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Pfizer shuts down development of PCSK9 inhibitor


NEW YORK — Pfizer has discontinued the global clinical development program around its investigational high cholesterol treatment bococizumab, the company announced Tuesday, noting that because of information available about the treatment and the current market landscape, it wasn’t likely to create value for patients, doctors or shareholders. 


Pfizer said that over the course of six studies, bococizumab showed an unanticipated attenuation of LDL cholesterol lowering over time, a lower immunogenicity and a higher rate of reactions at the injection site than other agents in the class of drugs. The treatment would have joined a small class of drugs known as PCSK9 inhibitors, which currently contains Amgen’s Repatha and Sanofi and Regeneron’s Praluent.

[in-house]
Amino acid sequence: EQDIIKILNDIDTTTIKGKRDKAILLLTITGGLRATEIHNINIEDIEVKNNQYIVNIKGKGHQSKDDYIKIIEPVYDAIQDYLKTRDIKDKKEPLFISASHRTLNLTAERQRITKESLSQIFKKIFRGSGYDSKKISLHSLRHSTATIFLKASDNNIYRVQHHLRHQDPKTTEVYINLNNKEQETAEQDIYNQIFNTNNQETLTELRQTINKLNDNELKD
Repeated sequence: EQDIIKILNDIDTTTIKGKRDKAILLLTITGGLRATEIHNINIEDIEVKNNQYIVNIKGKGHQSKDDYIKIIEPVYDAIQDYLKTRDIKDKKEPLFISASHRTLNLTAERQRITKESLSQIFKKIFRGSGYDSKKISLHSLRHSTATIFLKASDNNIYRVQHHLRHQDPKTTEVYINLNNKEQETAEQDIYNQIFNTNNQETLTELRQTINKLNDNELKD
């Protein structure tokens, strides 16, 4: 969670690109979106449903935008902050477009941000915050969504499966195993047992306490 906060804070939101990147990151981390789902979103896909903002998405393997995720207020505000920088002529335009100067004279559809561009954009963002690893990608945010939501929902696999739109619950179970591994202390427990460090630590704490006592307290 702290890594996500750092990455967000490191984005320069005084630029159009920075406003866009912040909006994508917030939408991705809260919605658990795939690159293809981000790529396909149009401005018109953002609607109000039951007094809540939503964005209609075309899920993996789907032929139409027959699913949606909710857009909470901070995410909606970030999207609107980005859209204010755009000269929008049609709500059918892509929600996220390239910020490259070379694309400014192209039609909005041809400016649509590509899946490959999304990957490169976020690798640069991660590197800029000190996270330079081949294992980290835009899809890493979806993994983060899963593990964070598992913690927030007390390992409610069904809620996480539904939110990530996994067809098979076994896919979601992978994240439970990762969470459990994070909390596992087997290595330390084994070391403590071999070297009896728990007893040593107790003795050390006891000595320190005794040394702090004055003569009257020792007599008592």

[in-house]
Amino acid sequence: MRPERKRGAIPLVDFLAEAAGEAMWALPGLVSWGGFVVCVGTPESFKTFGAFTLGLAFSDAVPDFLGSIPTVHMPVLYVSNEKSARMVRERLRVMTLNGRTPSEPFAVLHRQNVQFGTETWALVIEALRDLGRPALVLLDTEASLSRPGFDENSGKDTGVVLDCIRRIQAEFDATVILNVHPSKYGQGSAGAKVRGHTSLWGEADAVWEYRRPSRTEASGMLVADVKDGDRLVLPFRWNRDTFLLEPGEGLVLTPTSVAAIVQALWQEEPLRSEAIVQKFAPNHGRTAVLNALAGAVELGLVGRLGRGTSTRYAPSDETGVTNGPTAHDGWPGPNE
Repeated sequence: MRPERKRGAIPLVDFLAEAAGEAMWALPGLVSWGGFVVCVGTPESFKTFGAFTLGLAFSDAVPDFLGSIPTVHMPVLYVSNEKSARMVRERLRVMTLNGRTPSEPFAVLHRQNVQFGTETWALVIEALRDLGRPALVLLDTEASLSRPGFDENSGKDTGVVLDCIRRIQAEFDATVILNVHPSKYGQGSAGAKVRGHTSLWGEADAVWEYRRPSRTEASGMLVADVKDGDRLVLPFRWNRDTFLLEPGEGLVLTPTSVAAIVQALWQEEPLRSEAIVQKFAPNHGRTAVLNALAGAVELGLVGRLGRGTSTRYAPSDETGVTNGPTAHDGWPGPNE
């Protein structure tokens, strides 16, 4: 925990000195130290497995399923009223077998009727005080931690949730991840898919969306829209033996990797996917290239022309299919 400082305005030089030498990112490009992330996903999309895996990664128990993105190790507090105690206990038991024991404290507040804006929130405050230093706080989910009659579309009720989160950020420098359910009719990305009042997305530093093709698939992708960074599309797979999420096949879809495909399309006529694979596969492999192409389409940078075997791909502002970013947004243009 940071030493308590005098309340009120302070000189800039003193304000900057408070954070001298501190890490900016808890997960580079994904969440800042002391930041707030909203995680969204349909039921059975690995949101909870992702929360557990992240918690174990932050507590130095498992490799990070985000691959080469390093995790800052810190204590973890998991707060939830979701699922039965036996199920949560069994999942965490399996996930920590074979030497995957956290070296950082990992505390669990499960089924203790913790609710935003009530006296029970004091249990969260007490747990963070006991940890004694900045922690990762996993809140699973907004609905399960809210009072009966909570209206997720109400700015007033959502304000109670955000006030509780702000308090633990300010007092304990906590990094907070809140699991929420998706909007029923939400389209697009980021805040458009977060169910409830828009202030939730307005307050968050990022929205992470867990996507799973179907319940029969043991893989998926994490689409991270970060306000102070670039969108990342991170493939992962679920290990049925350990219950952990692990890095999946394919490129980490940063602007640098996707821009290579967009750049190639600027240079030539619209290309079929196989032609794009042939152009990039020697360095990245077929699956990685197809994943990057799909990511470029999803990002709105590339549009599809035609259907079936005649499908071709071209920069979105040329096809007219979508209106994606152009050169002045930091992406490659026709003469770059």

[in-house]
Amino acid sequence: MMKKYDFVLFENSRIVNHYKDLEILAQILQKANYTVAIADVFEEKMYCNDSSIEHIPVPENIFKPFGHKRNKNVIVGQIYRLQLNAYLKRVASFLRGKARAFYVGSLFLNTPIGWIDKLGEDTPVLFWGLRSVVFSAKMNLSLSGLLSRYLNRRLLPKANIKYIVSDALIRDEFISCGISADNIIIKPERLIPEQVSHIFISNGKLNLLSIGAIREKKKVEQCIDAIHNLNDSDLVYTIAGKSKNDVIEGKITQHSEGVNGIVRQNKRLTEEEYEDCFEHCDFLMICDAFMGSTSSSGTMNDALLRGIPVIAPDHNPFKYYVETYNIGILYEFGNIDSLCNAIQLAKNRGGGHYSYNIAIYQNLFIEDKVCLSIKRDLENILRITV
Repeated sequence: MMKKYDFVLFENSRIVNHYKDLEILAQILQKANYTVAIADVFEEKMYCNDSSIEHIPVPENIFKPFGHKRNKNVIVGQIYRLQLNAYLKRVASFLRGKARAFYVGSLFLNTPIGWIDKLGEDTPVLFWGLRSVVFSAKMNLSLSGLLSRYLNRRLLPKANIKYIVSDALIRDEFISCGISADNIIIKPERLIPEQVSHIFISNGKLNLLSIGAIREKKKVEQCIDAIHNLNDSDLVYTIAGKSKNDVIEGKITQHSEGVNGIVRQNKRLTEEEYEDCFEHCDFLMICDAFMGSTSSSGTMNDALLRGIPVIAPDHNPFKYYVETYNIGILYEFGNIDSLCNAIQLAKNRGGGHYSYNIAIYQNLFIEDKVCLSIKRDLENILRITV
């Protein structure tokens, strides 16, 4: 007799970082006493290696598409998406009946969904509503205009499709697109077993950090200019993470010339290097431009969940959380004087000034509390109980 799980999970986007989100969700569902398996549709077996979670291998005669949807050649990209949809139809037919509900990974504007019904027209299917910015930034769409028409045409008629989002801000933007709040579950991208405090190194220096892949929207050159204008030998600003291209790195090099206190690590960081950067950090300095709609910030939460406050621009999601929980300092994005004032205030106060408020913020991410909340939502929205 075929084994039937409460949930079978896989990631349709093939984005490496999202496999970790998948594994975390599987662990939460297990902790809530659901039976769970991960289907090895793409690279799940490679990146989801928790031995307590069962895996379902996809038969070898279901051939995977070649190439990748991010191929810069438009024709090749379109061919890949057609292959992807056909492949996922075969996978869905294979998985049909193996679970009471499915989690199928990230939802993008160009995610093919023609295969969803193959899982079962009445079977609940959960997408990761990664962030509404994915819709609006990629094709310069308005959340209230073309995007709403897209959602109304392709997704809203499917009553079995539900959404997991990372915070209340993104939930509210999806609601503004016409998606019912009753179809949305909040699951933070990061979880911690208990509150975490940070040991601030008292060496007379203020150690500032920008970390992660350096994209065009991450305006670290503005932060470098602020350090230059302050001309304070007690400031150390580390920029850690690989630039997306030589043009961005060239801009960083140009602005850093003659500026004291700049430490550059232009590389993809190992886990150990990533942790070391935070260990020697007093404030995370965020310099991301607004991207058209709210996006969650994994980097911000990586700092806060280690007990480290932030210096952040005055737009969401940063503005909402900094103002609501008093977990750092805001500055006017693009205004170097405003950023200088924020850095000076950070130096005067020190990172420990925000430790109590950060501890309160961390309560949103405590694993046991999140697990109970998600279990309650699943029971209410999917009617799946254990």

“As a company, we understand that developing new and important medicines for patients is a critical, but difficult undertaking. Accordingly, we continually evaluate our development programs as data emerge to support prudent decisions that provide value both to the patients we serve and our shareholders,” said Dr. James Rusnak,  Pfizer Global Product Development’s chief development officer, cardiovascular and metabolic Diseases. “We are disappointed by this outcome, but remain committed to investing in innovation, concentrating our pipeline on areas where we can bring transformational therapies to address unmet needs, including in patients with cardiovascular and metabolic diseases.”


The company expects the discontinuation to have a $0.04 per share impact on a GAAP and adjusted basis. Pfizer said it would record it as a research and development charge in the fourth quarter of 2016, and it is incorporating the impact into its updated 2016 guidance. 


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